Proprietary information spillovers and supplier choice: evidence from auditors

Proprietary information spillovers and supplier choice: evidence from auditors I test whether information spillover concerns are a causal determinant of supplier choice and whether suppliers are a conduit for these spillovers. Using the audit setting, where firms must use the services of an auditor to certify their financial statements, I document a reluctance of rival firms to engage the same auditor due to information-spillover concerns. This reluctance mitigates the benefits of industry specialization by auditors shown in prior literature. Using several quasi-natural experiments that exogenously vary the information-spillover costs of sharing the same auditor, while keeping the benefits of industry specialization constant, I find that same-industry rivals become less (more) likely to share the same auditor when the costs of information spillovers increase (decrease). I also find that firms initially sharing the same auditor make less similar decisions following an exogenous shock that compels them to switch auditors, suggesting that a legitimate reason may exist for client concerns about information spillovers. http://www.deepdyve.com/assets/images/DeepDyve-Logo-lg.png Review of Accounting Studies Springer Journals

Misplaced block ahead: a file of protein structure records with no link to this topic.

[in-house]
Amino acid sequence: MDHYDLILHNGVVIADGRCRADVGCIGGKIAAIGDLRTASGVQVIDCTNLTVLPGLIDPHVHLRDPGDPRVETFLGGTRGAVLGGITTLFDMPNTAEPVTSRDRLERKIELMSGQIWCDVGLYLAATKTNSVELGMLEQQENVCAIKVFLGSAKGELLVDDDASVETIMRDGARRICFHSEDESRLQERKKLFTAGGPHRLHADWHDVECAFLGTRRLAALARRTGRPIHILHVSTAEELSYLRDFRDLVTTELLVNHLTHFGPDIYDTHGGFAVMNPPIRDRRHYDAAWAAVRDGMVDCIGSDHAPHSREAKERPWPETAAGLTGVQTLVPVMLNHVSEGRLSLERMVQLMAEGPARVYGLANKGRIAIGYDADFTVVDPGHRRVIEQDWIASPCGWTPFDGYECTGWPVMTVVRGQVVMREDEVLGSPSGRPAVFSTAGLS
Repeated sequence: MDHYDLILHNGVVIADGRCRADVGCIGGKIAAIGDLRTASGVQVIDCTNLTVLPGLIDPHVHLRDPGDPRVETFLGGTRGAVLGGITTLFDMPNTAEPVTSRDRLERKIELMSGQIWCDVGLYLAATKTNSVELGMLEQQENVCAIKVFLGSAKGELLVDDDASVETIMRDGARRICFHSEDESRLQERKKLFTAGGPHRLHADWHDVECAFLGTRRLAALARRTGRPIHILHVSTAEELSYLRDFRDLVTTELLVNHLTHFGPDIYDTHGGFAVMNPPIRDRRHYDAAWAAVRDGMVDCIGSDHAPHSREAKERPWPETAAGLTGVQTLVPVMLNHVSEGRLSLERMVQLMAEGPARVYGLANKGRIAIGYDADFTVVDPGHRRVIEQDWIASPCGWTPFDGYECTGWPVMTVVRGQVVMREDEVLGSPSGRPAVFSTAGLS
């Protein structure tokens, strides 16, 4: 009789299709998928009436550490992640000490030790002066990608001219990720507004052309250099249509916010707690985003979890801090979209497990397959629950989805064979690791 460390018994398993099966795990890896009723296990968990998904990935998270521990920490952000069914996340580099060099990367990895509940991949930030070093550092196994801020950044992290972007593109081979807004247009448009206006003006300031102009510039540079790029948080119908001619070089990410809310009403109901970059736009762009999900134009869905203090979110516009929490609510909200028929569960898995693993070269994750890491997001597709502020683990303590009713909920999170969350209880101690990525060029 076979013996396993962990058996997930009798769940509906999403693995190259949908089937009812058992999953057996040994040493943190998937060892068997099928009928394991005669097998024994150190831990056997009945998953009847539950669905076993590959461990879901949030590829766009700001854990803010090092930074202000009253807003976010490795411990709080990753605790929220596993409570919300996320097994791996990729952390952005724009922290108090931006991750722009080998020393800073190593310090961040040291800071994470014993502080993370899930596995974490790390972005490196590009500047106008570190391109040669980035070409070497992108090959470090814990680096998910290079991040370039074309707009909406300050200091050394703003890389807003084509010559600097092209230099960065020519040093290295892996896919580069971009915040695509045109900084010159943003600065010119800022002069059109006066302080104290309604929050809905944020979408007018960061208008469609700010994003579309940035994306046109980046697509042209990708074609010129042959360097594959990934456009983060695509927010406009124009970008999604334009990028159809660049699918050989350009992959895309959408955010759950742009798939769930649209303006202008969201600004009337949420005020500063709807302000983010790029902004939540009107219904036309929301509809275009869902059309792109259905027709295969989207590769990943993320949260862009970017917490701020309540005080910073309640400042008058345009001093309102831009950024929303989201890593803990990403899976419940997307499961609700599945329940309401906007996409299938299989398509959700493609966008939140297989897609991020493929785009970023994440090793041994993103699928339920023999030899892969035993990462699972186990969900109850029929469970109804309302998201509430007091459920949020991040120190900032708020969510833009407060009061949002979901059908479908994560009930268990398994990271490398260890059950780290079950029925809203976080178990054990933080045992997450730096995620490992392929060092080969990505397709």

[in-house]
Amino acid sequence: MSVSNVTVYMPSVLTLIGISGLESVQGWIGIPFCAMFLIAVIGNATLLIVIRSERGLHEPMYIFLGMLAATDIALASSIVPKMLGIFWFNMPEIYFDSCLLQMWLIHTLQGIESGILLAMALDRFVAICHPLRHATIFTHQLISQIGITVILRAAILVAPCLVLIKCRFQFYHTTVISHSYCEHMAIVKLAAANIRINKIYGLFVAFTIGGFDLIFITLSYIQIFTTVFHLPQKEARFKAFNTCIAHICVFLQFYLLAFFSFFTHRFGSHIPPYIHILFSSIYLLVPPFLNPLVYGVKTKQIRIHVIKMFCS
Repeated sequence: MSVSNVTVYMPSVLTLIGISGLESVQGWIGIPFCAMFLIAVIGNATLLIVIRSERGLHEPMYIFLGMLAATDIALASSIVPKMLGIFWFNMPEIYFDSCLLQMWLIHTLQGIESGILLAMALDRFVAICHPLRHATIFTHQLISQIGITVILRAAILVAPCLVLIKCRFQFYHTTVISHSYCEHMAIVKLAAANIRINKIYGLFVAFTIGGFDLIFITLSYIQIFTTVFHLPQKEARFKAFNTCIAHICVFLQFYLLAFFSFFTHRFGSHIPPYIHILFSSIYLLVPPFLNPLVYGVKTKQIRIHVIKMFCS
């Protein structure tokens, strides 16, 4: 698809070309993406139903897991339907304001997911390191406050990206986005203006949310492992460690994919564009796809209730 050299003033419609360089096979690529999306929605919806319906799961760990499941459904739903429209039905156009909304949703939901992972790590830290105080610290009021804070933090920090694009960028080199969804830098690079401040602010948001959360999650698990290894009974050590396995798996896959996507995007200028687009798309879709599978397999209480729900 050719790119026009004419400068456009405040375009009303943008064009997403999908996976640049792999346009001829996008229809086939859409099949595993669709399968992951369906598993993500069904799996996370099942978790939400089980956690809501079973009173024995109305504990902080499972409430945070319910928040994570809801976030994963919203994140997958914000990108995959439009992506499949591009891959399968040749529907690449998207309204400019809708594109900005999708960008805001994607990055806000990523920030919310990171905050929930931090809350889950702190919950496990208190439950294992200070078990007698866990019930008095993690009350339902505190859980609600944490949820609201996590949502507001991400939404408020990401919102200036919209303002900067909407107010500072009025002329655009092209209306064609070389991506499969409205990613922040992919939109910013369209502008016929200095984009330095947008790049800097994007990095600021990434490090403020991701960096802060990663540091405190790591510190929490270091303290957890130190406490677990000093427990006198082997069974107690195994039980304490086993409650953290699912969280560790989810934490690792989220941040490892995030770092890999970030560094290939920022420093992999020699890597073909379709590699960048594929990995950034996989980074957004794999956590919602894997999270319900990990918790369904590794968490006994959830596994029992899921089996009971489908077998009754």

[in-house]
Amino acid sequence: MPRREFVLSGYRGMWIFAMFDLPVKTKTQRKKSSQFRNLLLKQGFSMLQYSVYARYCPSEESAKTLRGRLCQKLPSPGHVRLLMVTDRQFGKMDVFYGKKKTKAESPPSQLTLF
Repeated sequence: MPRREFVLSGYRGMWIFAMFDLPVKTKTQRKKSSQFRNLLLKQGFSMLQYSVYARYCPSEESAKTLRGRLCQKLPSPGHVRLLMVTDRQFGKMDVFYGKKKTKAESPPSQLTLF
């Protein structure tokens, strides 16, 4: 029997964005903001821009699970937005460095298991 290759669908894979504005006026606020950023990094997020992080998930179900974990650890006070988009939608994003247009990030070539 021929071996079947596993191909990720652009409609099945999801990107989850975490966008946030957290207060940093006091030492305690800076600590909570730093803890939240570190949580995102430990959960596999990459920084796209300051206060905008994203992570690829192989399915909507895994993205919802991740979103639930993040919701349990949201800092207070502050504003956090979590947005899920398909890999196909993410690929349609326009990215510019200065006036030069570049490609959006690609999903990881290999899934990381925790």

Proprietary information spillovers and supplier choice: evidence from auditors

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Publisher
Springer US
Copyright
Copyright © 2015 by Springer Science+Business Media New York
Subject
Business and Management; Accounting/Auditing; Corporate Finance; Public Finance & Economics
ISSN
1380-6653
eISSN
1573-7136
D.O.I.
10.1007/s11142-015-9327-x
Publisher site
See Article on Publisher Site

Abstract

I test whether information spillover concerns are a causal determinant of supplier choice and whether suppliers are a conduit for these spillovers. Using the audit setting, where firms must use the services of an auditor to certify their financial statements, I document a reluctance of rival firms to engage the same auditor due to information-spillover concerns. This reluctance mitigates the benefits of industry specialization by auditors shown in prior literature. Using several quasi-natural experiments that exogenously vary the information-spillover costs of sharing the same auditor, while keeping the benefits of industry specialization constant, I find that same-industry rivals become less (more) likely to share the same auditor when the costs of information spillovers increase (decrease). I also find that firms initially sharing the same auditor make less similar decisions following an exogenous shock that compels them to switch auditors, suggesting that a legitimate reason may exist for client concerns about information spillovers.

Journal

Review of Accounting StudiesSpringer Journals

Published: Jun 26, 2015

References

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